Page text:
“Some of them were disposed to become idlers – turbulent and meddlesome. In consequence, they created a very unfavorable impression upon outsiders. This affected adversely the standing of the entire church in the community.”
(v. 11) “aspire to live quietly” and “mind your own affairs” both have very similar meanings. Paul is pointing out that what you choose to do in the public arena, could very well affect the church, so whatever you choose to do, it should be influenced by a “brotherly love” because that decision may affect others in the church. In the Thessalonica church doing things in the public, may draw attention not only on that person, but also on Christians as a whole – which during that day may cost them their lives.
We see this same idea in Philippians 2:4 “Let each of you look not only to his own interests, but also to the interests of others.”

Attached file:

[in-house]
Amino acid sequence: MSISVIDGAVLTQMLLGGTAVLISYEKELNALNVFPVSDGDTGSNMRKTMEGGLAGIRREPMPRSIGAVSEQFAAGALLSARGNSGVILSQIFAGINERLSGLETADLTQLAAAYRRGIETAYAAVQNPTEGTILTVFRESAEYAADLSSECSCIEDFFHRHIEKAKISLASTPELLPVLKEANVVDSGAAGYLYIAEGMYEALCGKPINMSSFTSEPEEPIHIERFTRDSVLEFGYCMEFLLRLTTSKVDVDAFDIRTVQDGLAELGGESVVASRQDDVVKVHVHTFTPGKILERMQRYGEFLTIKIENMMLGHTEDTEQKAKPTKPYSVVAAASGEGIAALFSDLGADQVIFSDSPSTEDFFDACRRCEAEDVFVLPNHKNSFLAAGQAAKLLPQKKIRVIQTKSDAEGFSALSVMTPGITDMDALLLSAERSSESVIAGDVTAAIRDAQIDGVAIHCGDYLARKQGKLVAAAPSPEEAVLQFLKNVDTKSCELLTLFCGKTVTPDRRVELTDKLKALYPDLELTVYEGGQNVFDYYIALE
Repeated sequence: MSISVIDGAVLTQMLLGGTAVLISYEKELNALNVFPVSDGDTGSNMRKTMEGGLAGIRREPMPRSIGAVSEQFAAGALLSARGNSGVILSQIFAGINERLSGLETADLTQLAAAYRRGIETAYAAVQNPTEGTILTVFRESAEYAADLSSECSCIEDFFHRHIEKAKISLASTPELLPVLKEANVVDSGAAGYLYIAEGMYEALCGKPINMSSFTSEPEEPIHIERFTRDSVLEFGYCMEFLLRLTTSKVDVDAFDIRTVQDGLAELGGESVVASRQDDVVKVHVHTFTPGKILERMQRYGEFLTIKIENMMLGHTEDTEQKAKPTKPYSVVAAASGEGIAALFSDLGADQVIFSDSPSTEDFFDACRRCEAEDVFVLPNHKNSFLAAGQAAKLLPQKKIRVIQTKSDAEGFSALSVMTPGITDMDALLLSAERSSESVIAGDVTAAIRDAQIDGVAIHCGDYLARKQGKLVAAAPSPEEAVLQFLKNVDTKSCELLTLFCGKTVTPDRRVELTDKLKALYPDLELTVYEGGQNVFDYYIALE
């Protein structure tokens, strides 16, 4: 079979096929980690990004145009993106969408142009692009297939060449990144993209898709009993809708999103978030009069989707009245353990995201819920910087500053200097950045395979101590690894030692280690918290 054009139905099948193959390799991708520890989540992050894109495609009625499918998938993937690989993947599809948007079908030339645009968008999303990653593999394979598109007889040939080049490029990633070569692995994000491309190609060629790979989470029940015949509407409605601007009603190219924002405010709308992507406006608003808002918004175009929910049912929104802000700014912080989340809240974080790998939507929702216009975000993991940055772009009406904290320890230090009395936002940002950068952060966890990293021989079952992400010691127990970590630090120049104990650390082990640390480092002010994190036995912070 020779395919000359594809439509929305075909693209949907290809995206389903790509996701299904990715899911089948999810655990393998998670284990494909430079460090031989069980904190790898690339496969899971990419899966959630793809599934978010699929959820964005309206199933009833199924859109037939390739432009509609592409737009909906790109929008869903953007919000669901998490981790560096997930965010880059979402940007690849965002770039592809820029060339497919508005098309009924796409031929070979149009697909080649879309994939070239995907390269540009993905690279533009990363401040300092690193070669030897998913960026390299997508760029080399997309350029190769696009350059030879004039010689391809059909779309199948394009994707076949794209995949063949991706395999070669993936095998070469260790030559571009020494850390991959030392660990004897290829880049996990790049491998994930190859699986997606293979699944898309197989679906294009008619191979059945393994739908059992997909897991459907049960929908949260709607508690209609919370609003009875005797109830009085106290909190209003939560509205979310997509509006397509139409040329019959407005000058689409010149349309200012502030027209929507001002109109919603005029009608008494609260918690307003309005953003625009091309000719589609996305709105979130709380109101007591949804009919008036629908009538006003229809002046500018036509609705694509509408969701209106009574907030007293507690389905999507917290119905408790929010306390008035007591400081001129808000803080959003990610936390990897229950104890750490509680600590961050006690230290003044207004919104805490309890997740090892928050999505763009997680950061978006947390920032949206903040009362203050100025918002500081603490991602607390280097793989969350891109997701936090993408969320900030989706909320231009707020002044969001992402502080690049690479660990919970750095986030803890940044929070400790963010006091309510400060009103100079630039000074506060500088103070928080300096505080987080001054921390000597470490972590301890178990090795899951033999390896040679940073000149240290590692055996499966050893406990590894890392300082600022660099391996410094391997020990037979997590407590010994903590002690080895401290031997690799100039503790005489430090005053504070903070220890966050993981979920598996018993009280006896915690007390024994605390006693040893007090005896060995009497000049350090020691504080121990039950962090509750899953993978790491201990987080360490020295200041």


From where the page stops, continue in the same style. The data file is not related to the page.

“It is our appointed duty to say something of his behalf if he is being exploited, tyrannized, tempted, or corrupted. Yet it is easy to be a busybody. Moffatt speaks of a man’s busy life becoming “an empty ado” (Psalm 39:6).
“work with your hands, as we instructed you” – Paul has already given them instruction before about working. Here in chapter 4, is an idiomatic expression found several times in the Old Testament,in which the emphasis falls not on “hands” but on “work.” So Paul says that we must be careful in how we live so because it will affect other believers, but also, our actions also affect how the world sees Christians as well.
John R. W. Stott observes, “It is an expression of love to support others who are in need; but it is also an expression of love to support ourselves, so as not to need to be supported by others.”
“So that . . .” (v. 12) “you may walk properly before outsiders and be dependent on no one.” They needed to behave the way Paul has described so that the gospel will not be discredited. Barclay says, “When we Christians prove that our Christianity make us better workmen, truer friends, kinder men and women, then and only then are we really preaching. The important thing is not words but deeds, not oratory but life.”